Hamdok stressed the need to protect peaceful marches and gatherings as a civilian right. He also stressed the importance of respecting the decisions of state institutions, the Rule of Law, and following the values of the revolution including peace.
The Minister of Information, the official spokesperson for the government, Feisal Mohamed Saleh reported that a cautious calm returned to Kassala yesterday evening, and that the Public Prosecution Office has launched an investigation into the violence in Kassala. He indicated that repeated racial and tribal incitement led to the occurrence of these clashes.
He said that the Sudanese government is keen to respect the right to demonstrate and peaceful assembly, but at the same time the government and security services are working hard to protect people’s lives.
The Opposition Beja Congress, the Beja Corrective Congress, and the Popular Front for Liberation and Justice condemned the shooting of demonstrators in Kassala, in separate statements.
Osama Saeed, head of the Opposition Beja Congress, described the timing of the decision to dismiss the governor as “inappropriate”. He denounced the “excessive violence” used by the government forces “to confront peaceful demonstrators”.
Zeinab Kabbashi, President of the Beja Corrective Congress, appealed to all parties to arbitrate the voice of reason. “Let us go back to where we were in the East, to one body.”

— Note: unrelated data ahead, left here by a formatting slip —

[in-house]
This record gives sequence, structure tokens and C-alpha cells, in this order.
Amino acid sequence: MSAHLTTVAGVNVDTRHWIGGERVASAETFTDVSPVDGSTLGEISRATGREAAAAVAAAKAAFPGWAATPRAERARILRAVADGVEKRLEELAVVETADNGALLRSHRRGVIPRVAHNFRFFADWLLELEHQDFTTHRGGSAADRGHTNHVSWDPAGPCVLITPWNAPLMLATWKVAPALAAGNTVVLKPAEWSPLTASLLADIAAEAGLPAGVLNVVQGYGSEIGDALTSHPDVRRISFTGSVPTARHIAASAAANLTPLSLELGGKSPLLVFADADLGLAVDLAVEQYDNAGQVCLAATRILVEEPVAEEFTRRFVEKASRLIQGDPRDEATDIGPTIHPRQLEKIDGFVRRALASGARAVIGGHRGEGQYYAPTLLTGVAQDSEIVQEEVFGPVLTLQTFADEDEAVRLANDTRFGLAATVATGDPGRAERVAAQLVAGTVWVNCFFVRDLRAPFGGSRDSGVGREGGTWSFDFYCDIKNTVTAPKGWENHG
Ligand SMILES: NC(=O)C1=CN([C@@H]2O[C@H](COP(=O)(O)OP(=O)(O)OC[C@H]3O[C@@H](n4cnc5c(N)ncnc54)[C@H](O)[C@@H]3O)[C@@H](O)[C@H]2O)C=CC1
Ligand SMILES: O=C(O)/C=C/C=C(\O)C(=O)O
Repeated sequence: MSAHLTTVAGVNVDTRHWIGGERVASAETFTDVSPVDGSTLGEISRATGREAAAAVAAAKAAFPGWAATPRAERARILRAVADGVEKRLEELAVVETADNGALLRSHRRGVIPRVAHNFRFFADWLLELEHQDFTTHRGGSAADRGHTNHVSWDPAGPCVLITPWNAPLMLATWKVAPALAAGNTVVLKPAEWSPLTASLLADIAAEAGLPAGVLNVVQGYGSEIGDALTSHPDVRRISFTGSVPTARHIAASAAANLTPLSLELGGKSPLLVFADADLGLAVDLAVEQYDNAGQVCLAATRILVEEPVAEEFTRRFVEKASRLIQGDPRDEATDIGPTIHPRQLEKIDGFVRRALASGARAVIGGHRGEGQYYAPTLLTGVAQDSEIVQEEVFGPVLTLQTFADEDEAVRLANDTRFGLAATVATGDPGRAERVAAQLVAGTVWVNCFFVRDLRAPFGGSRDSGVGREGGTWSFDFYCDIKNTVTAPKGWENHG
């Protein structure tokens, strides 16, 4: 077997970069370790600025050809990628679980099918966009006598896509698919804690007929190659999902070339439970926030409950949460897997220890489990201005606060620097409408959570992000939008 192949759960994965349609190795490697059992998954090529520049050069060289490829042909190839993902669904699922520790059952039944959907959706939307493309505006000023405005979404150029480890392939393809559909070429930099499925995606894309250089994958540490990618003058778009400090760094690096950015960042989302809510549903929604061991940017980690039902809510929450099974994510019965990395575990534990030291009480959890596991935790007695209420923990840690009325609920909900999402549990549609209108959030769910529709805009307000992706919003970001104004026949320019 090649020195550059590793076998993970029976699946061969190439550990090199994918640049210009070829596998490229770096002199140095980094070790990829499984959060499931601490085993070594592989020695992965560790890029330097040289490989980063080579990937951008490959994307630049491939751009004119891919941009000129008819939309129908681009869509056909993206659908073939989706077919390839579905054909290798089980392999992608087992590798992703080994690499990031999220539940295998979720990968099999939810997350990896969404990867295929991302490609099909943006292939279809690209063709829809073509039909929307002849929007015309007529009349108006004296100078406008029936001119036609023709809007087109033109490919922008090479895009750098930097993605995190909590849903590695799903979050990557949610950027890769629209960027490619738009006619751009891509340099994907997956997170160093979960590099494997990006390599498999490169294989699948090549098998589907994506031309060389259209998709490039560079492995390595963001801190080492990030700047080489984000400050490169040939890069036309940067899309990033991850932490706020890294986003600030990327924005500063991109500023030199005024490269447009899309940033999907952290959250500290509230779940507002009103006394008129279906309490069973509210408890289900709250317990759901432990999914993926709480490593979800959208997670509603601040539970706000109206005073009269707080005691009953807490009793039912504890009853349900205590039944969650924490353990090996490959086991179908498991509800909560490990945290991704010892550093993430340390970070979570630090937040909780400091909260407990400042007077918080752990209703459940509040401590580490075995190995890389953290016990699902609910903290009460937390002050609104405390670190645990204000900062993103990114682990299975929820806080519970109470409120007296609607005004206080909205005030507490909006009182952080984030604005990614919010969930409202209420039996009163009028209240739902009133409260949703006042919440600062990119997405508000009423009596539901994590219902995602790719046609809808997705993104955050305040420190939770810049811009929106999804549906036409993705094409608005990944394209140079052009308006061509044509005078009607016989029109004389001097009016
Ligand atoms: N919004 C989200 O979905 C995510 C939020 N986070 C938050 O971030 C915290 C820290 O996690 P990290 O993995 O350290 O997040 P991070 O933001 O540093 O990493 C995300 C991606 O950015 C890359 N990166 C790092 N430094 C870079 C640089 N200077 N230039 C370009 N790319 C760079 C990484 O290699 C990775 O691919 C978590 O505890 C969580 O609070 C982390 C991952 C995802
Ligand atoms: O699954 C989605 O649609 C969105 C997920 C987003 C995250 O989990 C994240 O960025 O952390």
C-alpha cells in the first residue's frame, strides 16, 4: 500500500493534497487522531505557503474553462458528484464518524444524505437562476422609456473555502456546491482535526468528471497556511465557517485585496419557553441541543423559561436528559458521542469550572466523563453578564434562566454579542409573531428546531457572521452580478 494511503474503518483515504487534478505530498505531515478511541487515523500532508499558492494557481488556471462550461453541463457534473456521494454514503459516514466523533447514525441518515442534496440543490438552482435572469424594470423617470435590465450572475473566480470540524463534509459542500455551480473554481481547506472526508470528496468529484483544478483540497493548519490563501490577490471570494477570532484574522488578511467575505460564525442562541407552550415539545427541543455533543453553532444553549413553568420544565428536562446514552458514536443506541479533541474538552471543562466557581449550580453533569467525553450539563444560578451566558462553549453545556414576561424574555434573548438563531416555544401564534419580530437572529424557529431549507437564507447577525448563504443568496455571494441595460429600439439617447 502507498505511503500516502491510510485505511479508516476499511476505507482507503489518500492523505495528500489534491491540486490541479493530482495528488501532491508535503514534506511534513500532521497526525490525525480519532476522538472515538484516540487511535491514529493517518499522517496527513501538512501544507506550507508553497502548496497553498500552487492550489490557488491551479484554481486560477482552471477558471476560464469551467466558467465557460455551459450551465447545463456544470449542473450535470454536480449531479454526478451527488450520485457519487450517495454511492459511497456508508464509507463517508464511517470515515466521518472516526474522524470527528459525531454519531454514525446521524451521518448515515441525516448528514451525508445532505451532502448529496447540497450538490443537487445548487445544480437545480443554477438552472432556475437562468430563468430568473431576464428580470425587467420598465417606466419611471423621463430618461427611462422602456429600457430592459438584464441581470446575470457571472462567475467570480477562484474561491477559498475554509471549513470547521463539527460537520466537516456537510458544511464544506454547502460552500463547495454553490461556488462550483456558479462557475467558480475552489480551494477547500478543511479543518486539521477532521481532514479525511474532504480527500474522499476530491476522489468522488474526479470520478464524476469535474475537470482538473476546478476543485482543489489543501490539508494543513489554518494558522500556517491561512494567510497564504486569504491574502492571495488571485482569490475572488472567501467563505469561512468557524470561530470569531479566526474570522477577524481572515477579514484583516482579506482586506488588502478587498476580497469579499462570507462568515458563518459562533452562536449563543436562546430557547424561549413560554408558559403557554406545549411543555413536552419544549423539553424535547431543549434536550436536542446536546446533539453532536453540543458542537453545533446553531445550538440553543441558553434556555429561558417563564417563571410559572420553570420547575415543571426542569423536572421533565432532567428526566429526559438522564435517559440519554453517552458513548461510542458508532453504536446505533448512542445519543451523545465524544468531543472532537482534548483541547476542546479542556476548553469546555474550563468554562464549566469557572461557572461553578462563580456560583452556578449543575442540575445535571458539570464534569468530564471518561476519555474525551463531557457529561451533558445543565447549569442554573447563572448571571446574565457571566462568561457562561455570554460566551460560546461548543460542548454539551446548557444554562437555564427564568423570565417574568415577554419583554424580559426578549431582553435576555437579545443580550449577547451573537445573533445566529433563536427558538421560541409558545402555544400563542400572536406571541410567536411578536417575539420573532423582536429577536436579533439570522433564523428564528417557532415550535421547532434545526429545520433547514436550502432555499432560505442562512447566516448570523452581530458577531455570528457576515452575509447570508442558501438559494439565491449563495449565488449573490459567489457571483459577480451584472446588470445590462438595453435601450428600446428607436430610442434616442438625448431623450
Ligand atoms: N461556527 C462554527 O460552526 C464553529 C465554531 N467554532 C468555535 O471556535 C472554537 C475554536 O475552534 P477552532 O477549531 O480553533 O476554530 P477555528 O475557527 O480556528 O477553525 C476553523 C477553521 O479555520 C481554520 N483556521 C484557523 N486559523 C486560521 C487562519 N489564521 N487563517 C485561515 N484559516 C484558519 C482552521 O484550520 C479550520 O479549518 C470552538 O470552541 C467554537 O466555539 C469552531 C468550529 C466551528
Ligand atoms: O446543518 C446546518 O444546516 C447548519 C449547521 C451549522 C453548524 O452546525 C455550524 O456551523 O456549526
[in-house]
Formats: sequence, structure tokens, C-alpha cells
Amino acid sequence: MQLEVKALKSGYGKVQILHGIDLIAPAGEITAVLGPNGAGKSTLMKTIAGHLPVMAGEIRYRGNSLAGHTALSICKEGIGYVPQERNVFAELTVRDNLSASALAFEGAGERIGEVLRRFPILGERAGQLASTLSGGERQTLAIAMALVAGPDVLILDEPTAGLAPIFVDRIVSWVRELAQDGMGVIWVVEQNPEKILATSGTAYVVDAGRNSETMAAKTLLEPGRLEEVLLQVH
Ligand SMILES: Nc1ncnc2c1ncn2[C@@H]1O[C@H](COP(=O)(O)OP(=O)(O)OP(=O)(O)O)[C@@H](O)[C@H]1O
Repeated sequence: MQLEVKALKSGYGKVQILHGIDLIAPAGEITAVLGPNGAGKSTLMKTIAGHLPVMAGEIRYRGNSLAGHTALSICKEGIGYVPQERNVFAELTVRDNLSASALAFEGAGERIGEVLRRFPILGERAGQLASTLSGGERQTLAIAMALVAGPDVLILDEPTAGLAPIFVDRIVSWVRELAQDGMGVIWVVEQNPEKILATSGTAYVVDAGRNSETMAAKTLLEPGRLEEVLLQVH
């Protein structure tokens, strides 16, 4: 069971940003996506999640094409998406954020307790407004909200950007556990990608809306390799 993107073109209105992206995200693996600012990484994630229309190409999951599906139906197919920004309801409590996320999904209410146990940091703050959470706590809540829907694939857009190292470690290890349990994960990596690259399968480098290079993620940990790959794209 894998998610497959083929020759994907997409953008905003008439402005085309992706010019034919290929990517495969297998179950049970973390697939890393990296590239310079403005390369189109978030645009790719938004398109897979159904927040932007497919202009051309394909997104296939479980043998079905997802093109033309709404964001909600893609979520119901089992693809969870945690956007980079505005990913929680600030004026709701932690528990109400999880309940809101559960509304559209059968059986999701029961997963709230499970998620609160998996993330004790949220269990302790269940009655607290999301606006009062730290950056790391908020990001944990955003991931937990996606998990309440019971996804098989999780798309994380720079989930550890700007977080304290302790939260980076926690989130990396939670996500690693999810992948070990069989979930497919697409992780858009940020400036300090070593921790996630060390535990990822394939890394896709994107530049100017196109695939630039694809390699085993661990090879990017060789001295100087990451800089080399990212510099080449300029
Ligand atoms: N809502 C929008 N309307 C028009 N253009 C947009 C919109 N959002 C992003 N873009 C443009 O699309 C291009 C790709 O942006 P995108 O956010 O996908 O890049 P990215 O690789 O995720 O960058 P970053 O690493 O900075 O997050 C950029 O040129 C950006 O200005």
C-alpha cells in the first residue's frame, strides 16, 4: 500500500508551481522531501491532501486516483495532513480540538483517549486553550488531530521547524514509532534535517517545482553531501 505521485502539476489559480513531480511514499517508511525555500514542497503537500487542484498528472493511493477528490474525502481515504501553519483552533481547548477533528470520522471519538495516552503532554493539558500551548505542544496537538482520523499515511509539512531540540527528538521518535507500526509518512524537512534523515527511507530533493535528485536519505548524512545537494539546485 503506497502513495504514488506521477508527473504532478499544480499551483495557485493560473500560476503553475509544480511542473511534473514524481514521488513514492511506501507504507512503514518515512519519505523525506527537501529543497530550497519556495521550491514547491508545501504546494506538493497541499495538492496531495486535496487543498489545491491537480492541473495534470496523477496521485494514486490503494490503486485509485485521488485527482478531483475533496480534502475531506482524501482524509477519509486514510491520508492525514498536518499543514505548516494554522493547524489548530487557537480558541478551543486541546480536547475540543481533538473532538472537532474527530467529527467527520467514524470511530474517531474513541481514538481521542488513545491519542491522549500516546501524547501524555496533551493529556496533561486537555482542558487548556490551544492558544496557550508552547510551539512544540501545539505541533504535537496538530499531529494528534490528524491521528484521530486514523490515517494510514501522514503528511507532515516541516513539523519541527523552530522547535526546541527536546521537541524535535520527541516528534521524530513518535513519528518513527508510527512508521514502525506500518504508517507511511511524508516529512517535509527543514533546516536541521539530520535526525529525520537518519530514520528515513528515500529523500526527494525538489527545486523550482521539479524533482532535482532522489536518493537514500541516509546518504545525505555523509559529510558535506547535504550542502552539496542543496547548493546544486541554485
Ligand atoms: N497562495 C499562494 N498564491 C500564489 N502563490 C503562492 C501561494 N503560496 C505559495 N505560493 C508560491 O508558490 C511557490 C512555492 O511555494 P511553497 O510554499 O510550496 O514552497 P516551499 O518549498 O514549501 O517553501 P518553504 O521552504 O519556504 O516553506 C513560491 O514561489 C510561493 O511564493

The head of the Popular Front for Liberation and Justice, Khaled Idris, called for the dismissal of the Kassala state police chief and an urgent investigation of the state security committee authority firing live bullets at protesters.
“What is happening in the East now cannot be tolerated,” he stated. “How can the revolutionary government, whose motto is Freedom, Peace and Justice, fire live bullets at peaceful protesters?”
Beni Amer nazir Ali Diglel said that what happened in eastern Sudan was due to “political ambition”.
Diglel, the Mak of the Bawadara, Mutwakil Dakeen, the nazirs of the Amra’ar, Ali Mahmoud, and Habbab nazir Kentebay Hamed, called on the protestors to contain the situation.
A coalition of 16 tribal chiefs, members of political parties in eastern Sudan, and youth and women groups, said that the dismissal of Governor Saleh Ammar was issued at the wrong time and inappropriate.
The coalition announced its refusal to declare a curfew in the Red Sea State, warning government forces not to use violence against peaceful demonstrators.
'Govs replaced anyway'
The Vice President of the Sovereign Council, Lt Gen Mohamed Hamdan ‘Hemeti’, said that “according to the Juba Peace Agreement, the current state governors will be replaced anyway.”
In a joint press conference after meeting with eastern Sudanese native administration leaders on Thursday, he said committees will be formed to solve the problem of eastern Sudan by mutual consent.
He said he told the tribal leaders that the eastern Sudan track protocol was signed with an international presence, and that it stipulates the establishment of a Eastern Sudan Consultative Conference by consensus without excluding anyone.
Hemeti called on the eastern Sudanese to show patience and wisdom, and to reject violence and racism.